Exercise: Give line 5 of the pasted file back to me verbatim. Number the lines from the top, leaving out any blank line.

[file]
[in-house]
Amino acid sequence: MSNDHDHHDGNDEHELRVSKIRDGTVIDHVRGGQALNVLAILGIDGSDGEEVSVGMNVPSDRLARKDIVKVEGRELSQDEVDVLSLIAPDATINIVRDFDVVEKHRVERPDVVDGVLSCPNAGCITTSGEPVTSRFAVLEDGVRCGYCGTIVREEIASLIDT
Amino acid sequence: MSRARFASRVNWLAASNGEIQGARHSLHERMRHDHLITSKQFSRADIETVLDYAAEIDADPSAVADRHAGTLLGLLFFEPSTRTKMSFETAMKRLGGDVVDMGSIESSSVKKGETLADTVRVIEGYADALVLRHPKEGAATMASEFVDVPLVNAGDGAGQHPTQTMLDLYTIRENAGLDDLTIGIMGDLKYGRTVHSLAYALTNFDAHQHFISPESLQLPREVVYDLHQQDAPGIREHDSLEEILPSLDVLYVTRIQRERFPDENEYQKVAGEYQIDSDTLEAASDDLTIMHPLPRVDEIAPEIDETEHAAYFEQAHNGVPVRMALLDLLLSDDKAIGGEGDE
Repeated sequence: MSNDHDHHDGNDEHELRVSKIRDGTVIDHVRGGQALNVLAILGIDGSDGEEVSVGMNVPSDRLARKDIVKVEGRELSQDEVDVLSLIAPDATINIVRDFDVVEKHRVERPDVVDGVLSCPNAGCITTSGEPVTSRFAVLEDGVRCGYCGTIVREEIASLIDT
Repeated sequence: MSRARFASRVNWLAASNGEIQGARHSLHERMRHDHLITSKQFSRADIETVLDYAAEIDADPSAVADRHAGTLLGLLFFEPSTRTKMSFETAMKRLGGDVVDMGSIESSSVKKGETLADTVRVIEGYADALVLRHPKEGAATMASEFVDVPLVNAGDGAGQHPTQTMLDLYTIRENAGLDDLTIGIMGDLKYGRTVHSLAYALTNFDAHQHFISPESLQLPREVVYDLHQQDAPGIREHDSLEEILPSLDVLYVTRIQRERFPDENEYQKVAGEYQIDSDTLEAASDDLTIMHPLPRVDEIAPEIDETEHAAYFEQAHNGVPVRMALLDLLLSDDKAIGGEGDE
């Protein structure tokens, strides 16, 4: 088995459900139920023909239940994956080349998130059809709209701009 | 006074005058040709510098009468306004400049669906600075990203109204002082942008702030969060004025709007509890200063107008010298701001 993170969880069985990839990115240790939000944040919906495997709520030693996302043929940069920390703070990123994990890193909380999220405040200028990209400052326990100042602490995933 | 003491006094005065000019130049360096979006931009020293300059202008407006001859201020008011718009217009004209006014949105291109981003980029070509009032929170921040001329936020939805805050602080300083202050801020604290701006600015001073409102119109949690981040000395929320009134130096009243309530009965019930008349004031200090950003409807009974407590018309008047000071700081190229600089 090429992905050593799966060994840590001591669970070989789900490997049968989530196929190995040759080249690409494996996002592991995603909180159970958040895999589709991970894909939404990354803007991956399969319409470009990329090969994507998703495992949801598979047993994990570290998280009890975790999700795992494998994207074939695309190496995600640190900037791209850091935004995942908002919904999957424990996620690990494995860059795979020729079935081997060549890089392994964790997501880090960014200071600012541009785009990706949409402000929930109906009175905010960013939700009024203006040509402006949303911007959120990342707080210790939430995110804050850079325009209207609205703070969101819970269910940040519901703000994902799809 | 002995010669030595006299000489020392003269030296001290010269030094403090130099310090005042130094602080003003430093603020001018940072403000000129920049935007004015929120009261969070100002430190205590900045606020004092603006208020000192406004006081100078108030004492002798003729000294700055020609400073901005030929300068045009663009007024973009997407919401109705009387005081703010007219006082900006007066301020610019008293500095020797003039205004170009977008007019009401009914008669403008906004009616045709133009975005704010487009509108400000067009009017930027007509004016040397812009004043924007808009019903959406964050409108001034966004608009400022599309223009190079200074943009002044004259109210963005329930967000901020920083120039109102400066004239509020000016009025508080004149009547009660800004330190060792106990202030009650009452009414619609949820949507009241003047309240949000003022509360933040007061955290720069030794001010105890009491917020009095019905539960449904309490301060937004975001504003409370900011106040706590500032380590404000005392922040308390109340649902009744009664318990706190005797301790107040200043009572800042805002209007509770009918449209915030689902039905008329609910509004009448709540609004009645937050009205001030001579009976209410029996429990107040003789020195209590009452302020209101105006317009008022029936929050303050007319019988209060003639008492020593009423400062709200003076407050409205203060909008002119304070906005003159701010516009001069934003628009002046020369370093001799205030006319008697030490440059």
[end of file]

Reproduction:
Repeated sequence: MSRARFASRVNWLAASNGEIQGARHSLHERMRHDHLITSKQFSRADIETVLDYAAEIDADPSAVADRHAGTLLGLLFFEPSTRTKMSFETAMKRLGGDVVDMGSIESSSVKKGETLADTVRVIEGYADALVLRHPKEGAATMASEFVDVPLVNAGDGAGQHPTQTMLDLYTIRENAGLDDLTIGIMGDLKYGRTVHSLAYALTNFDAHQHFISPESLQLPREVVYDLHQQDAPGIREHDSLEEILPSLDVLYVTRIQRERFPDENEYQKVAGEYQIDSDTLEAASDDLTIMHPLPRVDEIAPEIDETEHAAYFEQAHNGVPVRMALLDLLLSDDKAIGGEGDE